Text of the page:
Making Do

This past two weeks have tweaked my perspective after I fell and hurt my wrist. Since driving is out, these days have been more isolated than normal. Some friends came to my rescue with groceries and other household needs like chopping vegetables, opening cans, and vacuuming.

Some other friends visited, too:

Nice to have company…the first few days, I read through a pile of books I’ve been meaning to get to, and learned so much…about World War II. How’d you guess?

Once I could type again, even one-handed, my latest hero and heroine kept me company. Oh, what the ordinary citizens of the 40’s went through–they made do all the time. For this story, I’m researching the war in the Philippines.

Here’s one of my resources, a compilation of the Los Angeles Examiner’s wartime headlines. With a trusty magnifying glass borrowed from a friend, I’ve unearthed some real gems–hopefully, you’ll read some of them when ALL FOR THE CAUSE is published.



I’m glad to welcome Cynthia Roemer as she celebrates the publication of her first historical novel. Cynthia, please tell us about your experience researching this story.

Book cover - final

I’m as old-fashioned as they come, so historical novels are a perfect fit for me—both reading and writing. As a reader, I love the nostalgia and all the life lessons one can learn from those who’ve gone before us. But as a writer, I enjoy delving into the past and researching the time period, more specifically the nineteenth century. When writing a historical/historical romance novel, research is a must to ensure the book is true to the time period.

My debut novel, Under This Same Sky, which released in late April, took place in 1854. I’ve been thrilled at some of the comments thus far by reviewers stating the novel “makes you feel exactly like you lived back in those days”. How gratifying such comments are to an author who’s spent countless hours trying to be certain every detail is true and accurate.

The well-known facts are easy to achieve. Under This Same Sky took place on the Illinois prairie in the mid-1800s. Most everyone knows settlers lived in log cabins, but do they know how the cabins were erected and what materials were used to chink the log walls? It’s widely known that covered wagons were often used when traveling across the prairie, but not many will know that a bucket of tallow was kept handy so that when the wheels began to squeak and squeal they had to be greased much like a car engine needs oil to run smoothly.

There were so many questions I had to ask as I wrote the novel: What type of clothing was worn in 1854? What farming equipment was available? Had screen doors been invented? How would my characters cross the Mississippi? What would the city of St. Louis have looked like back then? What type of lighting was used? It’s these fine details that make a novel either believable or, if left out, leave readers with a less than satisfied reaction.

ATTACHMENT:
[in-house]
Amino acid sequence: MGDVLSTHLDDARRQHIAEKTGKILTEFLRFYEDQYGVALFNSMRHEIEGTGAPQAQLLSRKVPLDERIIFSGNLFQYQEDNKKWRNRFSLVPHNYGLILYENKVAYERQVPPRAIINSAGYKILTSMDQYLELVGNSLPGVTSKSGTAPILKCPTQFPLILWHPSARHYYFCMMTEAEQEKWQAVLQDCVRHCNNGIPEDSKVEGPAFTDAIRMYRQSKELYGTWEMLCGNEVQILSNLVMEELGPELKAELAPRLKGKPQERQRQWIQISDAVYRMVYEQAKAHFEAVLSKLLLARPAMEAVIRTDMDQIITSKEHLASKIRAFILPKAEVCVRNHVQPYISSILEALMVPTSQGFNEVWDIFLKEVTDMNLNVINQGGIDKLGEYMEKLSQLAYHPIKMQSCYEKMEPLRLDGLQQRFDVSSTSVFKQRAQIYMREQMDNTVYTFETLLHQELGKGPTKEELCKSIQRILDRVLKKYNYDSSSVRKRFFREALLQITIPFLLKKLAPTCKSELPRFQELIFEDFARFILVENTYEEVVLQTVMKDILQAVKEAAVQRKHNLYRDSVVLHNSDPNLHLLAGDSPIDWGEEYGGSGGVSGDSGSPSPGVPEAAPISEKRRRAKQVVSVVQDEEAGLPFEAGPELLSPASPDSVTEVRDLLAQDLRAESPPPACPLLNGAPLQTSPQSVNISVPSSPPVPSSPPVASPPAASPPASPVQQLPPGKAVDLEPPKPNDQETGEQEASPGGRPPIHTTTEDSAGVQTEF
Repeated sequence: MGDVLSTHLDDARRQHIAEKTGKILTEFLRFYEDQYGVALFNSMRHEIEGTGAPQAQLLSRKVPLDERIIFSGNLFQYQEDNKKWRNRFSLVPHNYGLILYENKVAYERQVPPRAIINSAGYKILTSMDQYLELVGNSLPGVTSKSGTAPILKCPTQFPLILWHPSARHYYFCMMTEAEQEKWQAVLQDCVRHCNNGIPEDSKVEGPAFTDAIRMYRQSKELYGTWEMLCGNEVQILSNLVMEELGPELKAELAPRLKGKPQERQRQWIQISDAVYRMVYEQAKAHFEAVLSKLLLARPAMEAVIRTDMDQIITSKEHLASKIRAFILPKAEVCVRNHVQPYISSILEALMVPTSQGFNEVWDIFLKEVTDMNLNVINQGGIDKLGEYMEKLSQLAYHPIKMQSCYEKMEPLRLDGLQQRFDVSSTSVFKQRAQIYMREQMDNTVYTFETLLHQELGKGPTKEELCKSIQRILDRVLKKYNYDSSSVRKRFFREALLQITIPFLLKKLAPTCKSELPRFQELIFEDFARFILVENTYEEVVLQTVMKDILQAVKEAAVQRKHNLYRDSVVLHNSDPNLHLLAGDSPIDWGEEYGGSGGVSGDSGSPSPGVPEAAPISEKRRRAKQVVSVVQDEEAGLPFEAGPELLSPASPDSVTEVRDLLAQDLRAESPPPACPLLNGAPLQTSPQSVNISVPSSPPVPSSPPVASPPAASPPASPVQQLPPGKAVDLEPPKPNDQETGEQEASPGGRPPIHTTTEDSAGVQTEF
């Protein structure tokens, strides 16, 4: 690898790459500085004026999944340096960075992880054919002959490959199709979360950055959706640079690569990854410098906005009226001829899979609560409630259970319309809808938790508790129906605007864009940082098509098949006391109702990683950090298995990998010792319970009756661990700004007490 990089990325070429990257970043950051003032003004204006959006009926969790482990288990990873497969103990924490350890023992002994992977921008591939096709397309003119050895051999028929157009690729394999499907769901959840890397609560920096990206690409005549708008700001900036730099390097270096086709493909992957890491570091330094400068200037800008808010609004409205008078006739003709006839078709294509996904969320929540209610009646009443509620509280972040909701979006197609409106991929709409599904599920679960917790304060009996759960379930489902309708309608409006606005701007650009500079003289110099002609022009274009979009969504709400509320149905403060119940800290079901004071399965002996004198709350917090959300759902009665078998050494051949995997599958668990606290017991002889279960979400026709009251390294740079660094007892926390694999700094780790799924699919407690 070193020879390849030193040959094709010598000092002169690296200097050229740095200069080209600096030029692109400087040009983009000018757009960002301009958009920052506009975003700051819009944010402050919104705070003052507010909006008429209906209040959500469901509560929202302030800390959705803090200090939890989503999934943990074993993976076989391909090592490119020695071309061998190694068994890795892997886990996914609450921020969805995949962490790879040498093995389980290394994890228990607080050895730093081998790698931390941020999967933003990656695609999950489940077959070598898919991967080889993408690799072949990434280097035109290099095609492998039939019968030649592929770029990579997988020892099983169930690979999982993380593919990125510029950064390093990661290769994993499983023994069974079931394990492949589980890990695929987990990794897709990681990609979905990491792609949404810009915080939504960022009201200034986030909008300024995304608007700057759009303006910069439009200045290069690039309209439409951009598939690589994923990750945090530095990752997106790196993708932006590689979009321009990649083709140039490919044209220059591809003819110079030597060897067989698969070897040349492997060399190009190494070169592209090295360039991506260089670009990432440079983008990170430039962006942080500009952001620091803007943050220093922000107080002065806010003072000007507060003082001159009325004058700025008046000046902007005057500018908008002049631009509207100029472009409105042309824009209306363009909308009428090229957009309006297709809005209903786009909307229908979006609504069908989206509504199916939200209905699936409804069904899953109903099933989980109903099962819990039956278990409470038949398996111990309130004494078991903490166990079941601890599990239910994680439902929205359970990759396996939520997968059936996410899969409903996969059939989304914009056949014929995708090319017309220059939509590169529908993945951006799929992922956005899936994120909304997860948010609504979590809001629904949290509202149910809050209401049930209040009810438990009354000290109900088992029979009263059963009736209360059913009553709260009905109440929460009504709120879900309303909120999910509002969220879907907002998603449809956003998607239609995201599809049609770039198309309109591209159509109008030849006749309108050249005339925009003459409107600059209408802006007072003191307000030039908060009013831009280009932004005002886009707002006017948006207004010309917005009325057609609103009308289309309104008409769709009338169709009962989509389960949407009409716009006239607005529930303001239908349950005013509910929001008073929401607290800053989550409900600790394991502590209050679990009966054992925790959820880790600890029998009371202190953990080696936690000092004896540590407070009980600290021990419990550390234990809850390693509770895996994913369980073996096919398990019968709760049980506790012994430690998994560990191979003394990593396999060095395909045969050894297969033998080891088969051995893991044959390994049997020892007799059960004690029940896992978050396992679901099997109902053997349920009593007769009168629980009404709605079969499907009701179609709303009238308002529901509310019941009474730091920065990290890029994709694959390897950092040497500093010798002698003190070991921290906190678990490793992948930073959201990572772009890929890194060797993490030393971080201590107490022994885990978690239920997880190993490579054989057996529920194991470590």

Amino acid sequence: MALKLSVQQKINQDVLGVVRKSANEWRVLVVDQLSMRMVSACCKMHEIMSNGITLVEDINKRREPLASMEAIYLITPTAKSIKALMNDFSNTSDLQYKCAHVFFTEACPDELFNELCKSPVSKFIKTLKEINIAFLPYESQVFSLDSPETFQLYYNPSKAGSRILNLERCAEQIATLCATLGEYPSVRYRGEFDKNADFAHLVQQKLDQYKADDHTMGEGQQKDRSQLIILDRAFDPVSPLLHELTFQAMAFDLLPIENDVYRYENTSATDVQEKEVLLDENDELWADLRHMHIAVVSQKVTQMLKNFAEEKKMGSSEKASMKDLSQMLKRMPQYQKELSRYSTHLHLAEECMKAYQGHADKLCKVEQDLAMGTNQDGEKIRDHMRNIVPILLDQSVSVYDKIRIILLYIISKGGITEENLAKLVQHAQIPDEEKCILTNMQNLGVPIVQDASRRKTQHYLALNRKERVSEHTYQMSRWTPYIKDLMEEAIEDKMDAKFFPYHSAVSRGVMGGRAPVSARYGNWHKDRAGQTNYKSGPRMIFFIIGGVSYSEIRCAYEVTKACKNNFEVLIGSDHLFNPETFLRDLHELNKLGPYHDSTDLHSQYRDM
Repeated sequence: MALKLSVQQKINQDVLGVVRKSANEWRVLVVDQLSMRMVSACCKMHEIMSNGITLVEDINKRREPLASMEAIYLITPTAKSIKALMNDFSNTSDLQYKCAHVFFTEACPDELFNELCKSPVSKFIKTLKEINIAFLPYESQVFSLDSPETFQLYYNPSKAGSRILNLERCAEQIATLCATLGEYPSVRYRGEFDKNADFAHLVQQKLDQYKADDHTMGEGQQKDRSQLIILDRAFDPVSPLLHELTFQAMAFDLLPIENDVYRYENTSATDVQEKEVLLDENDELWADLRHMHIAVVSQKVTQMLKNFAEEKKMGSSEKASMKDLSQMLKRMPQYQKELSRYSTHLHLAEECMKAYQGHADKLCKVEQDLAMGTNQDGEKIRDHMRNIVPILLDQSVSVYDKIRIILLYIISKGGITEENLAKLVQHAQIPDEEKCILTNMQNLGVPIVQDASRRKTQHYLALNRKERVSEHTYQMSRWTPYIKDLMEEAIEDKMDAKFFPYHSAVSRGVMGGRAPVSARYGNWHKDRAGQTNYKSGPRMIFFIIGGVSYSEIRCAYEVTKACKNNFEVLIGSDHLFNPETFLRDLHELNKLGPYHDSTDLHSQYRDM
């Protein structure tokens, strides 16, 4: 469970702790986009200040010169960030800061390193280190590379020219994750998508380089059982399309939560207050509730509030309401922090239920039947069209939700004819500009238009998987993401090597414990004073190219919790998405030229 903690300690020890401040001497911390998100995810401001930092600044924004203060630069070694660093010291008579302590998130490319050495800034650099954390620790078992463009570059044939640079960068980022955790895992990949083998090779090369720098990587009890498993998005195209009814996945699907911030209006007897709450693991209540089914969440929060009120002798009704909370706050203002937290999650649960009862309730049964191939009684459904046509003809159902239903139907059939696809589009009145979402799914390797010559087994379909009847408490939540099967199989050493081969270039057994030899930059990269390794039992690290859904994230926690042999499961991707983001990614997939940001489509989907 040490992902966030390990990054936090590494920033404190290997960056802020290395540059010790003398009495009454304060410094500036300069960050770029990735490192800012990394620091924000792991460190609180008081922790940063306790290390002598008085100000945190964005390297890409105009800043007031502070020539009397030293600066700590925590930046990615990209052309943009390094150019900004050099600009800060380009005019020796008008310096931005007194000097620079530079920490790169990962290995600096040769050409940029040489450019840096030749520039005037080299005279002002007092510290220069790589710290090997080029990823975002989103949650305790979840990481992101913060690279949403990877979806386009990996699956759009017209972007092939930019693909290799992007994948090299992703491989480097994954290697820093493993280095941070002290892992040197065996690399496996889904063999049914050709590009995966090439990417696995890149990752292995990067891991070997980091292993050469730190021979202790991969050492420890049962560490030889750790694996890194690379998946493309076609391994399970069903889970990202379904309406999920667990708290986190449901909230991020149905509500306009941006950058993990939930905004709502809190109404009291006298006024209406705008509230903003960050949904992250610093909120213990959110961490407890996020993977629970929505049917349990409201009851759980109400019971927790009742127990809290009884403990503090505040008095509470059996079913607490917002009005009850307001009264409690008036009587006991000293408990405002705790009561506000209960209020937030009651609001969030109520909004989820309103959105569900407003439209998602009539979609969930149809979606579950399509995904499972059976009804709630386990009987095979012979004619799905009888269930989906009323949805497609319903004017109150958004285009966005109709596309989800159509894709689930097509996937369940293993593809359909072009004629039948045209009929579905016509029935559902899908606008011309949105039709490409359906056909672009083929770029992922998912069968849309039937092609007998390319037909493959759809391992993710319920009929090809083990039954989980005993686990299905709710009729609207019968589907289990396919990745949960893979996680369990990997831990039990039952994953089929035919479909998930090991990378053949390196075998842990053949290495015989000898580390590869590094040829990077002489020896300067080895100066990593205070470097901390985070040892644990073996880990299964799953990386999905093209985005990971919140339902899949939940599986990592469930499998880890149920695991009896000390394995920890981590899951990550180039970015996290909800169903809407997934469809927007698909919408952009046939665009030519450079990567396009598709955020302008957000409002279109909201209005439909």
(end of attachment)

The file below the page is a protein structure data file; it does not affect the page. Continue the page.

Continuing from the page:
Though research is a vital part of writing a historical novel, that’s not to say a writer can’t have a little fun creating fictional people and places along with the true ones. Under This Same Sky is a blend of fictional and real. My main character, Becky Hollister grows up a few miles outside of the fictional town of Miller Creek, IL, but later travels to the very real town of St. Louis, Missouri. Only one of my characters is based on a real person. The others are products of my imagination.

What’s wonderful about historical fiction is that we can have the best of both worlds—the reality of the past blended with the creativity of fiction. A match that—in this author’s opinion, can’t be beat!

            ~ She thought she’d lost everything ~ Instead she found what she needed most. ~

Illinois ~ 1854

Becky Hollister wants nothing more than to live out her days on the prairie, building a life for herself alongside her future husband. But when a tornado rips through her parents’ farm, killing her mother and sister, she must leave the only home she’s ever known and the man she’s begun to love to accompany her injured father to St. Louis.

Catapulted into a world of unknowns, Becky finds solace in corresponding with Matthew Brody, the handsome pastor back home. But when word comes that he is all but engaged to someone else, she must call upon her faith to decipher her future.


Cynthia Roemer is an award-winning inspirational writer with a heart for scattering seeds of hope into the lives of readers. Raised in the cornfields of rural Illinois, Cynthia enjoys spinning tales set in the backdrop of the 1800s prairie. She writes from her family farm in central Illinois where she resides with her husband and their two college-aged sons.

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